odeo/Chediski Fire
rodeo.jpg (86258 bytes) Rodeo-Chediski Fire that burned 467,000 acres during late June and early July, 2002.

Description: In the last week, large fires roared to life in east-central Arizona on the Fort Apache Indian Reservation northeast of Phoenix. This image from the Moderate Resolution Imaging Spectroradiometer (MODIS) on NASA’s Terra satellite was captured on Friday, June 21, 2002, and shows the massive smoke plumes created by the fires. The Rodeo Fire (east) began on June 18, and has engulfed at least 85,000 acres. Only a few days later, a second fire began less than 10 miles away. The Chediski Fire (west) began on Thursday, June 20, and by Friday morning had already grown to 7,000 acres. Thousands of people have been evacuated and at least a hundred structures have been lost. In the false-color image, vegetation is green and burned areas are red or reddish brown. Bright red dots mark the detection of active fires.   http://www.wilderness.org/Library/Documents/WildfireSummary_RodeoChediski.cfm 

Rodeo/Chediski Fire   Don Bertolette
  Jun 24, 2002 22:48 PDT 

The posts below reminded me of my first exposure to firefighting in the
Southeast. As degreed forester for the Daniel Boone National Forest, I had
been selected for a training detail as a hotshot firefighting crew foreman
(the Asheville Hotshots - Region 8's first interagency hotshot crew). We'd
done a few local training projects (some hazard tree removal in the Cradle
of Forestry, the placement of many cubic yards of woodchips along the trail
to the Joyce Kilmer Woods, etc.), and then sent off to the Okefenokee Swamp
(the north end, along the Georgia/Florida border). We arrived in our little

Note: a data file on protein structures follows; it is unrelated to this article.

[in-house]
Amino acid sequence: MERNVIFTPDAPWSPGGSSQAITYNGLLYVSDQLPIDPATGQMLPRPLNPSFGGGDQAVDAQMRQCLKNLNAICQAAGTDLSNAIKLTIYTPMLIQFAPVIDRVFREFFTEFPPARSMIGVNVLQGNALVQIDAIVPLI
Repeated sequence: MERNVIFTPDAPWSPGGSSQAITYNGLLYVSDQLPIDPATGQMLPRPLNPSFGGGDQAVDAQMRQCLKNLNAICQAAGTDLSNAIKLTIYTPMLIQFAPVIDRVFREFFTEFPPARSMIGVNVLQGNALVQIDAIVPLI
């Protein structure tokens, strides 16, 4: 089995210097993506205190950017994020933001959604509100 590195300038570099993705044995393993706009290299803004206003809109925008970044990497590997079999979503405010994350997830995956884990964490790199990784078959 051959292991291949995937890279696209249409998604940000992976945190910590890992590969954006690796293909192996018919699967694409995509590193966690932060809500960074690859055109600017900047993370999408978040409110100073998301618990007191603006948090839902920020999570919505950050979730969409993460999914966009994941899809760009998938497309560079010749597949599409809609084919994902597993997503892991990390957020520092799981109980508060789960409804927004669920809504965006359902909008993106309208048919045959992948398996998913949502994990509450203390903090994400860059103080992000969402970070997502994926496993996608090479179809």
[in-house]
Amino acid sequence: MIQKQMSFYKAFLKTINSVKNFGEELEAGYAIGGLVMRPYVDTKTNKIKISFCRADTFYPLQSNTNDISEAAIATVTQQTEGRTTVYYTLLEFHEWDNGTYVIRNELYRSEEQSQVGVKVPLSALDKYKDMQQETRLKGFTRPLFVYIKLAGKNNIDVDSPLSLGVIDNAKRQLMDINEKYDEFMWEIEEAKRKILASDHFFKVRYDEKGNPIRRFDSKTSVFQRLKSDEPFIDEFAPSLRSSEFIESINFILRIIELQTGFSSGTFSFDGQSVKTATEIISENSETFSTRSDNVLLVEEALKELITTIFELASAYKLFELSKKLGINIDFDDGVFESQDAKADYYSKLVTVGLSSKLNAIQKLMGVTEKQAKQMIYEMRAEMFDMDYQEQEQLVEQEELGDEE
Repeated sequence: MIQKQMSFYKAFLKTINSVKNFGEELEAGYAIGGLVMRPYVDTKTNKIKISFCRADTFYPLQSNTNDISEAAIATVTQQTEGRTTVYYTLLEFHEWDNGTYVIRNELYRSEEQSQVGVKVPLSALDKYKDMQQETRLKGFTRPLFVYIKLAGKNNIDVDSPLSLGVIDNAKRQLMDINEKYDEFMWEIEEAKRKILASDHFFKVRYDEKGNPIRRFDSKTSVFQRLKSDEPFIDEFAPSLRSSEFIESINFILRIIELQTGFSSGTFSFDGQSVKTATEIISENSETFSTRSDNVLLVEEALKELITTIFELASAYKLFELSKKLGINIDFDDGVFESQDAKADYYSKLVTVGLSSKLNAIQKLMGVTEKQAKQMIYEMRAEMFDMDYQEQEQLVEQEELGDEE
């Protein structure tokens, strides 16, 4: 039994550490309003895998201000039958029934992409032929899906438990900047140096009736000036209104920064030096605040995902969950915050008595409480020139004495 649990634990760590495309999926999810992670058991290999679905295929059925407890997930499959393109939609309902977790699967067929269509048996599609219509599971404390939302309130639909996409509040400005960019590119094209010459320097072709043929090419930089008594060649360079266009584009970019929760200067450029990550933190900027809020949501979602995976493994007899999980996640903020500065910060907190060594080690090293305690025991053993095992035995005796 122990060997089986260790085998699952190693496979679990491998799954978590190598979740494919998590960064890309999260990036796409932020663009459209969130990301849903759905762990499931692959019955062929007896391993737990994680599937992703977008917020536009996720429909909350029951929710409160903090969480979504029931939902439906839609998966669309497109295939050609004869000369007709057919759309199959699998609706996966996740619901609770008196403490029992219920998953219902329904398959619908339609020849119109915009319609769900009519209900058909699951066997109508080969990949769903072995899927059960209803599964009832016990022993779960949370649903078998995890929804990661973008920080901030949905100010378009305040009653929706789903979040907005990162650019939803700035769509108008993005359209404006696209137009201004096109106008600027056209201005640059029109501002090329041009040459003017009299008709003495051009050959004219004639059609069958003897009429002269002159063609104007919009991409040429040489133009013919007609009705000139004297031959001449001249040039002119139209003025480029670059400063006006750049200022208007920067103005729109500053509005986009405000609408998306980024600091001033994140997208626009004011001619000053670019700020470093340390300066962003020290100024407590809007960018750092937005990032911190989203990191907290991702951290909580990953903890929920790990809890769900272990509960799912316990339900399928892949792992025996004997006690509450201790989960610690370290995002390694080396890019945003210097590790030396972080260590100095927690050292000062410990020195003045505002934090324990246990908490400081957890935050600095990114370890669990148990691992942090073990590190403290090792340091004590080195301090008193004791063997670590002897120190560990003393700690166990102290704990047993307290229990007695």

20 passenger converted school bus, at mid-afternoon. They directed us to
run a fireline south from a point on the road, as far as we could before
dark. In retrospect, it was a make-busy assignment, as much as a test of
our 'mettle'.

We proceeded south taking the vegetation down to mineral earth, and cutting
the overhead veg as high as we could saw and chop...briars grew up into the
shrubs and trees that grew over our heads, making difficult to impossible to
fully clear. After 1000 yards, it had turned dark, and we turned on our
headlamps and began hiking out our fireline...interestingly enough, our down
to mineral earth fireline had become a canal, with the water level
apparently just inches below the surface.

Upon return to the fire camp, as we remarked on how unusual it seemed to us
that there could be a problem with wildfire, with the water level nearly at
the surface. Imagine our surprise when they then told us that the wildfire
we were starting a fireline for, had "escaped from an island"...it seemed
that the wind was strong enough at the time of escape that it was able to
ignite the saw grass (lots of extractives) and carry the fire across the
water body, to droughty mainland vegetation.

As an aside, I am about a two hour drive from the Rodeo/Chediski Fire. My
wife's father lives in a summer home he started building 40 years ago in
Forest Lake, about 10 miles from the active fire line, and has been
evacuated. The two fires have just merged, totaling 325,000 acres. 325,000
acres of ponderosa pines (second growth for the most part) that hasn't been
sufficiently funded to have been treated with prescribed fire/fire
surrogates (thinning of small trees, to remove the fuel ladders that have
enabled these fires to more than double in size each day for the last 5 days
(325,000 from 120,000 from 60,000, from 25,000, from 600)...we were
initially astounded that the fire could go from 600 acres Wednesday morning
to 25,000 acres by Thursday morning (turns out, most of that occurred in a
few hours...sufficient heat built up that it sent a column of mixed gases,
flames, loose debris to nearly 30,000 feet then to drop in a downburst that
sent the flames several miles through our forests in 20-30 minutes).

Tonight's Forest Service briefing indicates that while we have 0%
containment, progress is being made. By this time tomorrow, there should be
5000 firefighters. We've got all the air tankers currently available (some
have had to be taken out of service due to a recent crash in Yosemite) and
the seven have dropped thousands of gallons of fire retardant. Numerous
helicopters, and crop dusters dropped water for local 'crises'.   More than a
hundred homes have been burned, but more than a thousand have been saved by
the heroic (can't say enough about firefighters these days!) efforts of
firefighters, who would come in just as soon as the wall of flames would
pass (sometimes one to two hundred feet), and immediately lay what water
they could to homes not already consumed.

The issue of thinning small trees, alone or in combination with prescribed
fire, is not an academic one here.